Learn to Love Spaghetti, and Other Entrepreneurial Success Secrets


(This post originally appeared on Inc.)

So Facebook just celebrated its 10th anniversary. Big whoops. My company has also been around for 10 years. In fact, this year will be our 20th year in existence. Mark Zuckerberg may be smarter and richer and (arguably, I might say) better looking than me. But I’m a survivor.

Take a look around. How many companies do you know have been around for more than two decades? Not many. How did my company stick around for so long, even when my hair said sayonara years ago? Here’s why, in my view.

1. We have always kept our overhead very low. My company has a few key employees and many contractors. Our costs are mostly variable for this reason. When things get slow, our expenses decrease and my family eats spaghetti. When times are good, we can afford more workers and my family eats spaghetti. We like spaghetti, OK?

Managing contractors has its challenges, but one advantage is that you’ve got control over their time. Back in the mid 2000s, we shut down our offices and have been operating virtually ever since. We have a hosted server and use cloud-based collaboration and phone systems. I’ve watched clients move into expensive offices or shell out cash for unneeded perks and luxuries. Some of these clients are still around. Many are not.

2. We know our costs inside and out. I know exactly how many billable hours I need each week to at least cover my overhead. I know exactly what kind of profit per hour I need to make a job worthwhile. Granted, I have no idea how much my wife spends on shoes. I think it’s probably best that I don’t ask.

At work, however, I look very closely at my costs and my billings each week. Sometimes, I don’t hit my numbers. Sometimes, I significantly exceed them. But at least I know them.

I’m manic about hitting those numbers. The business owners who really know their costs are the ones who are able to navigate their companies through good times and bad.

I’m not a big risk taker. I am not a big gambler. I am boring. I am the Wimp of Wall Street. The downside is that I have never and will never make big, big money, drink Dom Pérignon, snort lots of cocaine, or sleep with Margot Robbie. However, I don’t need much to be happy; I can do just fine with a couple of beers. And it’s not as if my wife is sleeping with Leonardo DiCaprio, so let’s just say we all appreciate what we’ve got.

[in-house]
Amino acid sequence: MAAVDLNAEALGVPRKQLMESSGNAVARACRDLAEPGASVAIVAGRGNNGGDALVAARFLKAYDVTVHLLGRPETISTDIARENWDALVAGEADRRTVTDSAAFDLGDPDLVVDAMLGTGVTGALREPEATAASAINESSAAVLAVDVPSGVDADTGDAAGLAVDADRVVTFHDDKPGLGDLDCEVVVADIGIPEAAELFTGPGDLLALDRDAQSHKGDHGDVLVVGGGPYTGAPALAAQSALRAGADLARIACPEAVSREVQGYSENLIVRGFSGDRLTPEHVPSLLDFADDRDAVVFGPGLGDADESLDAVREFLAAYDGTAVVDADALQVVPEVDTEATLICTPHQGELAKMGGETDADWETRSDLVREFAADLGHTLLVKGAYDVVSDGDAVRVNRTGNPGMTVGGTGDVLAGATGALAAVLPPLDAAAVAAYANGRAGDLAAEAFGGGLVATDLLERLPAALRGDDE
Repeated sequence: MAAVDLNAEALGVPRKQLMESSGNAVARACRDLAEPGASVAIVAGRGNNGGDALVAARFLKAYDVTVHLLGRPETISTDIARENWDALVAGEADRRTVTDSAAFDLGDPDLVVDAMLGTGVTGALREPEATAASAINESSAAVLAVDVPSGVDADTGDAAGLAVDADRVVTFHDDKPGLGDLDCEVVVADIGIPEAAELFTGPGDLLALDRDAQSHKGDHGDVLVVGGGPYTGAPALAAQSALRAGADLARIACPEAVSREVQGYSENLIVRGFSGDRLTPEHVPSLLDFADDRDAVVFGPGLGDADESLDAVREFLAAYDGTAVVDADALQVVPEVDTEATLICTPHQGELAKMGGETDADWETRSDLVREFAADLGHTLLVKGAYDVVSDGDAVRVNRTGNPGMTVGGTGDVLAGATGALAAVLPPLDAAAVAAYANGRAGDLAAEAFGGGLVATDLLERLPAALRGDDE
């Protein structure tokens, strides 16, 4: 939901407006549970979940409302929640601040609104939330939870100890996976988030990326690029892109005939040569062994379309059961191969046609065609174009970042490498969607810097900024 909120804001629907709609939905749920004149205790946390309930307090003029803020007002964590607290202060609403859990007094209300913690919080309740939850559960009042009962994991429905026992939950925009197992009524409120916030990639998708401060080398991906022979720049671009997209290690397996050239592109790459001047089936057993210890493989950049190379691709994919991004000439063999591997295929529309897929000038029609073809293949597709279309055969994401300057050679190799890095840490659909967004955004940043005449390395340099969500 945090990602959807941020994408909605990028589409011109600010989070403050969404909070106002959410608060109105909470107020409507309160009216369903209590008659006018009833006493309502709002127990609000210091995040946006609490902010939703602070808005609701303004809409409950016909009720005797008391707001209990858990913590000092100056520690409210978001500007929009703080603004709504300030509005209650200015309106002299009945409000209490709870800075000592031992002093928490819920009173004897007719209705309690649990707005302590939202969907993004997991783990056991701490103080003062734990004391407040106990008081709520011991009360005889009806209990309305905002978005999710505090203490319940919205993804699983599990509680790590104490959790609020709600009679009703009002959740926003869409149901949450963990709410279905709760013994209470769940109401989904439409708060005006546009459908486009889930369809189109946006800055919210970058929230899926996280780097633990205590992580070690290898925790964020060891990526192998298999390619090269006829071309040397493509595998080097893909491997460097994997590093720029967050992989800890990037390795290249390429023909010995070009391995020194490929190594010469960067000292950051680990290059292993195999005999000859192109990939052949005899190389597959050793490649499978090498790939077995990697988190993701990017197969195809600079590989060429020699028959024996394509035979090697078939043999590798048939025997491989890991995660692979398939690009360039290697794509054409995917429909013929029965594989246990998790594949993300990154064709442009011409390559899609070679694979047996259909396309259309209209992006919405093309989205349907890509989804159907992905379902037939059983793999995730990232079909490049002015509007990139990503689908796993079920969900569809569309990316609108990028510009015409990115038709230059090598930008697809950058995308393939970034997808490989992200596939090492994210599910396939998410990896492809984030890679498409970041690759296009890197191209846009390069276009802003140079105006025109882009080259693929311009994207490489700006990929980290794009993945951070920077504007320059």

I do make some investments, but they’re always conservative. I would never bet the shop on anything, no matter how much of a sure thing it appeared to be. I like to look at my money, not spend it.

The big risk takers make the big money, and I salute them. But a high percentage of them wind up with nothing. And you need something if you’re going to survive.

3. I’m OK with change. When my company first started, in 1994, we were selling my dad’s bookkeeping software, the world’s worst bookkeeping software. It took us five years to figure out just how lousy it was, but at least we were smart enough to finally dump it for something better. We took on new products. And we dumped some of those, too. We always offer new services to our clients. And even though some services are less popular than others (What, you don’t want a back massage from Louie while we train you how to enter invoices?), we are at least smart enough to recognize that and make some changes. My company will always sell business technologies, but 10 years from now, we might be selling a completely different line of products or offering different services. We’re pretty comfortable with change, and that has helped us survive.

4. I’m not greedy. Meyer Lansky, the famous mobster, died of old age in an industry where premature deaths were the norm. That’s perhaps because he shared his wealth (and most of his enemies wound up killing one another instead). Lansky was known to live modestly and comfortably.

I tend to overpay my people. I overpay because they are so damn good. I don’t usually argue with clients when they want to adjust their billings. I’m happy to accept a lower price if I can still profit and get the work.

I don’t haggle my vendors for every penny. Maybe I should. I see guys doing that all the time, and I get it. It’s just business, and part of the game is grabbing every penny you can. But my attitude has seemed to work for me over the years. People have gone the extra mile for me when I needed it. Others have given me a break when I asked.

Being greedy is fine when you’re strong. But businesses go through periods of strength and weakness over their lifespan, and there are times when you’ll need the financial kindness of others. Sometimes, that could be the difference between survival or not.

Will we be around for another 10 years? 20? Barring any personal catastrophe, you bet your you-know-what. My business could never be Facebook, but it could be bigger and more profitable than it is now. I could be doing things differently. We all could. But it has provided an income for me over the past two decades. It has survived recessions and downturns. If I keep doing what I’ve been doing, I think we can survive more.


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